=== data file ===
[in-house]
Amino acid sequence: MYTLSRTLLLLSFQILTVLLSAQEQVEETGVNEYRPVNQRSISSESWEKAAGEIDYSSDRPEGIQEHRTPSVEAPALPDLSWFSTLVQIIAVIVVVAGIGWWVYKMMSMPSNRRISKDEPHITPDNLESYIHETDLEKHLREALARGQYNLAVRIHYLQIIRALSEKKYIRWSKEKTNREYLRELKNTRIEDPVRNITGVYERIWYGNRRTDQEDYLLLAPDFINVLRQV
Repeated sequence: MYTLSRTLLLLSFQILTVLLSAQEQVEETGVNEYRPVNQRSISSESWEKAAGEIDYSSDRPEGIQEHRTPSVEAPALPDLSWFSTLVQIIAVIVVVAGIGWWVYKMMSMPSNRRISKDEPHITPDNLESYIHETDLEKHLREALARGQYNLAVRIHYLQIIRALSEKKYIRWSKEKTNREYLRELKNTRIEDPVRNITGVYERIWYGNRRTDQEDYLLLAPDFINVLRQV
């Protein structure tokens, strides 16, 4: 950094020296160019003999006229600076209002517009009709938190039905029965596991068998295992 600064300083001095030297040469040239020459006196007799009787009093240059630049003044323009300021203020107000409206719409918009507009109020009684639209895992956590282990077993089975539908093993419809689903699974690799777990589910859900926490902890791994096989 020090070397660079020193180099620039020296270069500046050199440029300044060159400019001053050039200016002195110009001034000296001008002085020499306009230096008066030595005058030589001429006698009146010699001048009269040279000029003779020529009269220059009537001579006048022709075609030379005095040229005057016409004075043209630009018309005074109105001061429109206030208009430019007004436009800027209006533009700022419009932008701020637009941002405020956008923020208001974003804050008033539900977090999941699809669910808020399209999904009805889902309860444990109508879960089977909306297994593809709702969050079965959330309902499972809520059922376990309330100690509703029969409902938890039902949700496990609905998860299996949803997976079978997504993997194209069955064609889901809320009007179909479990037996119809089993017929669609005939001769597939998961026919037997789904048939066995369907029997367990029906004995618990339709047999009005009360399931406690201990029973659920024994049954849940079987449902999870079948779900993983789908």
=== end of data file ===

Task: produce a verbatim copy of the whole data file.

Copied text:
[in-house]
Amino acid sequence: MYTLSRTLLLLSFQILTVLLSAQEQVEETGVNEYRPVNQRSISSESWEKAAGEIDYSSDRPEGIQEHRTPSVEAPALPDLSWFSTLVQIIAVIVVVAGIGWWVYKMMSMPSNRRISKDEPHITPDNLESYIHETDLEKHLREALARGQYNLAVRIHYLQIIRALSEKKYIRWSKEKTNREYLRELKNTRIEDPVRNITGVYERIWYGNRRTDQEDYLLLAPDFINVLRQV
Repeated sequence: MYTLSRTLLLLSFQILTVLLSAQEQVEETGVNEYRPVNQRSISSESWEKAAGEIDYSSDRPEGIQEHRTPSVEAPALPDLSWFSTLVQIIAVIVVVAGIGWWVYKMMSMPSNRRISKDEPHITPDNLESYIHETDLEKHLREALARGQYNLAVRIHYLQIIRALSEKKYIRWSKEKTNREYLRELKNTRIEDPVRNITGVYERIWYGNRRTDQEDYLLLAPDFINVLRQV
């Protein structure tokens, strides 16, 4: 950094020296160019003999006229600076209002517009009709938190039905029965596991068998295992 600064300083001095030297040469040239020459006196007799009787009093240059630049003044323009300021203020107000409206719409918009507009109020009684639209895992956590282990077993089975539908093993419809689903699974690799777990589910859900926490902890791994096989 020090070397660079020193180099620039020296270069500046050199440029300044060159400019001053050039200016002195110009001034000296001008002085020499306009230096008066030595005058030589001429006698009146010699001048009269040279000029003779020529009269220059009537001579006048022709075609030379005095040229005057016409004075043209630009018309005074109105001061429109206030208009430019007004436009800027209006533009700022419009932008701020637009941002405020956008923020208001974003804050008033539900977090999941699809669910808020399209999904009805889902309860444990109508879960089977909306297994593809709702969050079965959330309902499972809520059922376990309330100690509703029969409902938890039902949700496990609905998860299996949803997976079978997504993997194209069955064609889901809320009007179909479990037996119809089993017929669609005939001769597939998961026919037997789904048939066995369907029997367990029906004995618990339709047999009005009360399931406690201990029973659920024994049954849940079987449902999870079948779900993983789908």